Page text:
Muscles worked: This exercise emphasizes the
front portion of the shoulder muscles (front
deltoids as well as the front part of the middle
deltoids).
Starting position:
• Standing and facing away from the machine.
• Keep your chest up, abdominals tight and
maintain a slight arch in your lower back.
• Grasp handles with your palms facing
backward and arms straight at your sides.
Motion:
• Keeping your arms straight, move them
forward then upward to shoulder height.
• Slowly return the arms beside the torso and
repeat.
START
Key points:
• Keep the chest lifted and the abdominals
tightened throughout the entire motion and
maintain good spinal alignment.
• Do not increase the arch in your lower back
while lifting your arms.
FINISH
REAR DELTOID ROWS
— Shoulder Horizontal Abduction (with elbow flexion)
Muscles worked: This exercise emphasizes the
back portion of the shoulder muscles (the rear
deltoids, as well as the rear portion of the
middle deltoids, the posterior rotator cuff,
upper lat and teres major) as well as the
trapezius and rhomboids.
Starting Position:
• Sit on the bench facing the machine, knees
bent and your feet flat on the floor.
• Grasp the upper handles with your palms
facing down and arms straight
• Sit up straight with your chest on the seat
back and until arms/cables are in front of
body at a 90 degree angle to your torso.
• Lift your chest and slightly pinch your
shoulder blades together.
Motion:
• Allowing your arms to bend as you go, move
your elbows outward and backward keeping
a 70-90 degree angle between your upper
arms and the sides of your torso.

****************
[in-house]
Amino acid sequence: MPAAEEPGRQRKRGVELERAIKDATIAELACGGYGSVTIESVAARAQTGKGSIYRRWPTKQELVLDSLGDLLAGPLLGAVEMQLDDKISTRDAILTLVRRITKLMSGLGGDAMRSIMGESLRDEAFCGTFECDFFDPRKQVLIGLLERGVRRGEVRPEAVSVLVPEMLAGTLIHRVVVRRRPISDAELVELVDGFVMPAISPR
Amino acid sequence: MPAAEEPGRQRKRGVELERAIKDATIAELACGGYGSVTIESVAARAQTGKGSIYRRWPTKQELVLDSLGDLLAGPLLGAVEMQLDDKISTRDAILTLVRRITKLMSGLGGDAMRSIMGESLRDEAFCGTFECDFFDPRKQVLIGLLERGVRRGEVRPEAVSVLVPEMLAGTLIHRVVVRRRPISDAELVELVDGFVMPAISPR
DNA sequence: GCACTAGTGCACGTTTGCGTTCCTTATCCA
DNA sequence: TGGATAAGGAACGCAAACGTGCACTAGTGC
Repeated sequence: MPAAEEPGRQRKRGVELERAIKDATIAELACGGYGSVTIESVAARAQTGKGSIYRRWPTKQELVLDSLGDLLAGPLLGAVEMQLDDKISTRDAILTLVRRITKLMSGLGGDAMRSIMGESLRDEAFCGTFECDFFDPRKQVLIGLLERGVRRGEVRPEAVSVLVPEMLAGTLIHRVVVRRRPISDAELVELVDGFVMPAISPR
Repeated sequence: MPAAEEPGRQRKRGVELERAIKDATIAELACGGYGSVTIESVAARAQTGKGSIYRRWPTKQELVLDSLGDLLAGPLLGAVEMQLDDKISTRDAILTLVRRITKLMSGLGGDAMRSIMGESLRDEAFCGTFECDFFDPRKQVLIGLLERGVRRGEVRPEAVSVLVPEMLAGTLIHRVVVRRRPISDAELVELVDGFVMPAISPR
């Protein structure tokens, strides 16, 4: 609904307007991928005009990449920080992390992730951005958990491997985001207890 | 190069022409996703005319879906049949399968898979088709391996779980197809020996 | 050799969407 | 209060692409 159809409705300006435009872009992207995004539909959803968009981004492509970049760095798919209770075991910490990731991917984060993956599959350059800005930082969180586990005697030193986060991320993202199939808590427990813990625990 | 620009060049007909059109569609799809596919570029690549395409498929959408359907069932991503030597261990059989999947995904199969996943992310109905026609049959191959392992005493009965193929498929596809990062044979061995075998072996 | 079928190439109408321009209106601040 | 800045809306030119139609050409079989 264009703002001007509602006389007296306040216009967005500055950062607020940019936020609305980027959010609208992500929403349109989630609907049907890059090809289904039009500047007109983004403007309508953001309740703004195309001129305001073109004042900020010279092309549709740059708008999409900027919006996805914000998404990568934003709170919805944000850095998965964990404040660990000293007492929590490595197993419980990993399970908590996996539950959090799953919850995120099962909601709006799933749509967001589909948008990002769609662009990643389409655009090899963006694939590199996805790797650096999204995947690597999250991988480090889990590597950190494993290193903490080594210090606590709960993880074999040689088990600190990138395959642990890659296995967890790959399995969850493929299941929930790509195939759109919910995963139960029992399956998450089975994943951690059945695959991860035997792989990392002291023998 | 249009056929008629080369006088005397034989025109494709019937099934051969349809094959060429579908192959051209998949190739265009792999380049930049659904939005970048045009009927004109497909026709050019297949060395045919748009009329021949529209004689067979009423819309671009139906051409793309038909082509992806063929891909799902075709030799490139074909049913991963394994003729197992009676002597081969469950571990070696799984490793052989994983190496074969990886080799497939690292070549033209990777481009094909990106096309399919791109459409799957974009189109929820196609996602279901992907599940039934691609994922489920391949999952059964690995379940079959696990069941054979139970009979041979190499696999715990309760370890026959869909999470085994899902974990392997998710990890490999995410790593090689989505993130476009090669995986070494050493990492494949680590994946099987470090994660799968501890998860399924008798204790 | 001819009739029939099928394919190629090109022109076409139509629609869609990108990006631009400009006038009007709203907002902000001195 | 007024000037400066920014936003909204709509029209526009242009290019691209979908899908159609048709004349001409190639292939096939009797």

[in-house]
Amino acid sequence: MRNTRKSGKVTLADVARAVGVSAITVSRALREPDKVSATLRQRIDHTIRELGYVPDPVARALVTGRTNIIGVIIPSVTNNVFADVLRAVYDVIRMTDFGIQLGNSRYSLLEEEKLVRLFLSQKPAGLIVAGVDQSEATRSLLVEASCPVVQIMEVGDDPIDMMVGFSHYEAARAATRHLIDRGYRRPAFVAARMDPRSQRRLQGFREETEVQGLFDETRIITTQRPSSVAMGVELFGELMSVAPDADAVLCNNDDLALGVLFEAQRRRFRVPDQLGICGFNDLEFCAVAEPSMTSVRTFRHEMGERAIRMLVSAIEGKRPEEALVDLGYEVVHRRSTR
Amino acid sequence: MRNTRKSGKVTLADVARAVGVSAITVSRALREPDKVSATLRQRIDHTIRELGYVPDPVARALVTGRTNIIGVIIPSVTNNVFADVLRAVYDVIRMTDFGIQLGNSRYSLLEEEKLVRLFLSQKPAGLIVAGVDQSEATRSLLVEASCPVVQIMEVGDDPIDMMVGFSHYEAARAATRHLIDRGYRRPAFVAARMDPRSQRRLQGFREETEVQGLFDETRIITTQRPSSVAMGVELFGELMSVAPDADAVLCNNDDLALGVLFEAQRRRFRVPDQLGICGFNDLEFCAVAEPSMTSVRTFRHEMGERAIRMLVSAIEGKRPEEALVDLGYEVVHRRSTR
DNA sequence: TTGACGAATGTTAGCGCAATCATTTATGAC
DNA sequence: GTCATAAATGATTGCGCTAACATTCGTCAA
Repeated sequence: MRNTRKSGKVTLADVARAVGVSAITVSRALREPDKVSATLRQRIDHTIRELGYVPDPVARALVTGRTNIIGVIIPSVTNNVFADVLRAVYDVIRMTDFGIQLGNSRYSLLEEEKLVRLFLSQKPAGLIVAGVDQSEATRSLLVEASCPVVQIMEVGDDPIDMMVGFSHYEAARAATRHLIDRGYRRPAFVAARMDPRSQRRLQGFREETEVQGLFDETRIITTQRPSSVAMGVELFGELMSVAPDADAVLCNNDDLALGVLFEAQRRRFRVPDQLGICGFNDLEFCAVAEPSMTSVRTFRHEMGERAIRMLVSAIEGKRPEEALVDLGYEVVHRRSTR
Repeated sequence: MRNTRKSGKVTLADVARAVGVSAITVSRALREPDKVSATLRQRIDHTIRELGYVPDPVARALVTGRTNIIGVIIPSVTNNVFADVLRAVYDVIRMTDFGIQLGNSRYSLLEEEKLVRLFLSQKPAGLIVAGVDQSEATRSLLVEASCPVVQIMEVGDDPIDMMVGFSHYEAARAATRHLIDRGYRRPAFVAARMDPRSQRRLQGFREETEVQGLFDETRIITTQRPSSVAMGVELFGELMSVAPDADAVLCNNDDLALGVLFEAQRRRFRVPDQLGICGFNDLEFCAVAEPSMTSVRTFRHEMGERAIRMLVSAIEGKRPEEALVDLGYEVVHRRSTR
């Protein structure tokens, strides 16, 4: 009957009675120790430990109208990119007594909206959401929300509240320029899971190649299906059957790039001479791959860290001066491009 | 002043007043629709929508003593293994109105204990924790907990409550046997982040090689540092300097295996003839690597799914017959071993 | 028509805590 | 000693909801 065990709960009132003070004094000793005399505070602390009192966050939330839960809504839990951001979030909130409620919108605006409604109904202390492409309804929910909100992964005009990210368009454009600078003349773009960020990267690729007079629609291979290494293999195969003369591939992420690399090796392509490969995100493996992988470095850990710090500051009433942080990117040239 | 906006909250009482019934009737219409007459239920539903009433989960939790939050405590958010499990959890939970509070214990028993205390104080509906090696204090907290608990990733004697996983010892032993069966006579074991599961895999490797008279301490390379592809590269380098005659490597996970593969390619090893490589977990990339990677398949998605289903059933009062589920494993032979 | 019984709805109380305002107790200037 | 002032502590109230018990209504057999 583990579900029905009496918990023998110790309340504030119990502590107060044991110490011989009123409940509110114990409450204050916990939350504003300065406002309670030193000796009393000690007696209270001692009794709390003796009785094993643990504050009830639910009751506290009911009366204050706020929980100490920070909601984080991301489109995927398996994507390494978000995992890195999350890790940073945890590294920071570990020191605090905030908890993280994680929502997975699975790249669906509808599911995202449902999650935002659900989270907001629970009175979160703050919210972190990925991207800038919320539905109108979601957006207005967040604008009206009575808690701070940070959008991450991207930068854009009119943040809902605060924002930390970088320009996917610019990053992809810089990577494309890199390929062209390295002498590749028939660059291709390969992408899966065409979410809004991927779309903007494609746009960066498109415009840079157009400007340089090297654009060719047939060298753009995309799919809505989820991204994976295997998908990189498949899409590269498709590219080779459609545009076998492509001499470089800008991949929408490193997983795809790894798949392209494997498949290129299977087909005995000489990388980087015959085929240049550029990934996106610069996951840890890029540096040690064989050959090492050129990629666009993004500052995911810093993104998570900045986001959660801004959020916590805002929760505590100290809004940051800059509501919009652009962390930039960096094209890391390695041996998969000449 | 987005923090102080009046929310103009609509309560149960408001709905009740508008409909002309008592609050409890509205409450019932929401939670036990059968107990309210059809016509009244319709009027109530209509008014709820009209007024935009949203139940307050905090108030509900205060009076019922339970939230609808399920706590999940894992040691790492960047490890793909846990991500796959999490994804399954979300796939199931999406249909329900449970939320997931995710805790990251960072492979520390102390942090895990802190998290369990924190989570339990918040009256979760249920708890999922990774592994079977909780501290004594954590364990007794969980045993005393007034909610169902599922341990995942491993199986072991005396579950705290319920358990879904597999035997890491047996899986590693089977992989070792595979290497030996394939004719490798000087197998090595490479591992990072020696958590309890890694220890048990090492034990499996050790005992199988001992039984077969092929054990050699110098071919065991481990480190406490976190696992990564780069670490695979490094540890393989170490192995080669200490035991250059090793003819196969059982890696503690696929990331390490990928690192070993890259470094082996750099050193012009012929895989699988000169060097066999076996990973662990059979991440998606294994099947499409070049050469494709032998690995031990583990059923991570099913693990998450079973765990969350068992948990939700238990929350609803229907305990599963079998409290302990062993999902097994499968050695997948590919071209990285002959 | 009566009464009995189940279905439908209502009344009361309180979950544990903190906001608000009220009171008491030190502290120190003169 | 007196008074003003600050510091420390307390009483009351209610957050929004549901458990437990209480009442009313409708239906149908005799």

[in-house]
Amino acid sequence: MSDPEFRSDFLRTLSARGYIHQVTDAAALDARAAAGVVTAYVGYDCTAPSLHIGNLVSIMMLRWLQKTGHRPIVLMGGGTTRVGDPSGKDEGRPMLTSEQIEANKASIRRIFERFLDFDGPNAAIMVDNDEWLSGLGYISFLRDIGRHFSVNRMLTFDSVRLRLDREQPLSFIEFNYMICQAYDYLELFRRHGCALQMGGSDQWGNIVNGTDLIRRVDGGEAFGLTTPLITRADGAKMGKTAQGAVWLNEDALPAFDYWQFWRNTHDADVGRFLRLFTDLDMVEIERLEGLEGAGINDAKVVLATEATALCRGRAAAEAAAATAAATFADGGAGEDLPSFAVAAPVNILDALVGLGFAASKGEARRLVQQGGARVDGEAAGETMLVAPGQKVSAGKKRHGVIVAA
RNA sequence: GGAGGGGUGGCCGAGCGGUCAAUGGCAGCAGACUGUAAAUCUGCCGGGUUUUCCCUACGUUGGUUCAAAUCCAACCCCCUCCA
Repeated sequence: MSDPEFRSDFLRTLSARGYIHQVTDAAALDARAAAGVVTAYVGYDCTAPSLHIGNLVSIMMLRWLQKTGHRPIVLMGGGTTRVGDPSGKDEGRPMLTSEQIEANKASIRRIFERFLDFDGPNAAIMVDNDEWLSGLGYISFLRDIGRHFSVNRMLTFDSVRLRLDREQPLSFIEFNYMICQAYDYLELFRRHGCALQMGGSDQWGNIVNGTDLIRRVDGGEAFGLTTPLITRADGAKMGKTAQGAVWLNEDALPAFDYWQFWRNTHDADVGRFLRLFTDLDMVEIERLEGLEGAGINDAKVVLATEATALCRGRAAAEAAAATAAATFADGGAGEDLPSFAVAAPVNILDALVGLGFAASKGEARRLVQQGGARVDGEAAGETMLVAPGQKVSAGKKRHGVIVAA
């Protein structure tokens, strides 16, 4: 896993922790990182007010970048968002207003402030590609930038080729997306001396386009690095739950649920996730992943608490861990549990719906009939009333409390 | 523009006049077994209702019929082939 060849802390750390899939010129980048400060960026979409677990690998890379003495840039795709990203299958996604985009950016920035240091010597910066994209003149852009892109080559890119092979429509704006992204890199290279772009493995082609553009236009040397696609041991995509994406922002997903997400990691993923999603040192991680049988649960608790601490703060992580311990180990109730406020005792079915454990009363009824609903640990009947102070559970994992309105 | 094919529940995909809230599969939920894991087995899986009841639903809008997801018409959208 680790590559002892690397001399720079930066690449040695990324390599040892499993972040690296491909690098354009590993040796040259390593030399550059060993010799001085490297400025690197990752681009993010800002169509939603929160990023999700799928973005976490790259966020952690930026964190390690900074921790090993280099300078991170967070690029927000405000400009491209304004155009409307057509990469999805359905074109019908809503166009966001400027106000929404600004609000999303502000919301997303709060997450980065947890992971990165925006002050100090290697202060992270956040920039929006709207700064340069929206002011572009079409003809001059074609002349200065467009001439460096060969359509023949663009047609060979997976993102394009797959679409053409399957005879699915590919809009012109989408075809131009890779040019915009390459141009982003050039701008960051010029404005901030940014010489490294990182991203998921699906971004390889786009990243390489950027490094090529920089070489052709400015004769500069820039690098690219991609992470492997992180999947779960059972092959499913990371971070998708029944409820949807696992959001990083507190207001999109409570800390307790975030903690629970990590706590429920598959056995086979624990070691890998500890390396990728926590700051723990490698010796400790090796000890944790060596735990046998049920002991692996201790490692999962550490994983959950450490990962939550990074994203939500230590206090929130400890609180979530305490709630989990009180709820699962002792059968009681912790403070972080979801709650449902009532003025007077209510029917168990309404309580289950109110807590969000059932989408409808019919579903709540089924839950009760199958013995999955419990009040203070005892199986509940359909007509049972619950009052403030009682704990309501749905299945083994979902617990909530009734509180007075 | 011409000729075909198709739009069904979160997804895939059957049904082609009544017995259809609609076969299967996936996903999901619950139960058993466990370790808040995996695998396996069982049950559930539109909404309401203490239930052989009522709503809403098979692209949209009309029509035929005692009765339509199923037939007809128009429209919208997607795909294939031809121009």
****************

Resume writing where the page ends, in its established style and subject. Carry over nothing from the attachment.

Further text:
• Move until your elbows are slightly behind
your shoulders, then slowly reverse the
motion keeping the rear shoulder muscles
tightened during the entire motion.
Key points:
• Maintain a 90 degree angle between your
upper arms and the sides of your torso
during the exercise.
• For normal pulling /rowing patterns of
movement you may choose to allow the
shoulder blades to "float" forward and
backward naturally with the arm movement,
or for increased rear deltoid involvement you
may keep the shoulder blades "pinched"
together throughout both the forward and
backward movements.
START
FINISH
11
Shoulder Exercises
SEATED SHOULDER PRESS
— Shoulder Abduction (and elbow extension)
Muscles worked: This exercise emphasizes
the front shoulder muscles (anterior deltoid,
a portion of the middle deltoid) and the
triceps, which are located on the back of the
upper arm.
Starting position:
• In the seated position, grasp the upper
handles, and bend your elbows until your
hands are near your chest. Rotate your upper
arms away from your torso so that your
elbows are pointing outward to each side and
your palms are facing down.
• Adjust the seat back tilt forward to the fourth
or fifth incline position depending on your
comfort level.
• Hands are positioned just outside of your
upper chest, with palms facing down and
wrists straight.
• Stop when your upper arms are
approximately straight out to the sides (your
elbows will be level with your shoulders or
very slightly below).
Key points:
• Limit and control the range of motion so
that your elbows travel only slightly behind
your shoulders — if at all.
• For normal pressing/pushing patterns of
movement you may choose to allow the
shoulder blades to "float" forward and
backward naturally with the arm movement,
or for increased pec involvement you may
keep the shoulder blades "pinched" together
throughout both the upward and downward
movements.
START
Motion:
• Slowly move your elbows outward,
simultaneously bending your arms so that
your forearms remain parallel to each other
and the hands remain over the elbows
throughout the movement.
FINISH
LATERAL SHOULDER RAISE
— Shoulder Abduction (and elbow extension)
Muscles worked: This exercise emphasizes the
side shoulder muscles (middle deltoids), the
top muscles of the rotator cuff (supraspinatus)
and the upper trapezius muscles.
Starting position:
• Stand facing perpendicular to the low pulley
station, grasp the handle with your farthest
hand, palm facing the machine.
• Place your opposite hand on your hip
• Feet should be spaced shoulder width
Motion:
• Raise your arm so that it is level with the
floor, do not go beyond this range.
• Keep your elbow slightly bend during the
movement.
• Slowly lower your arm to the starting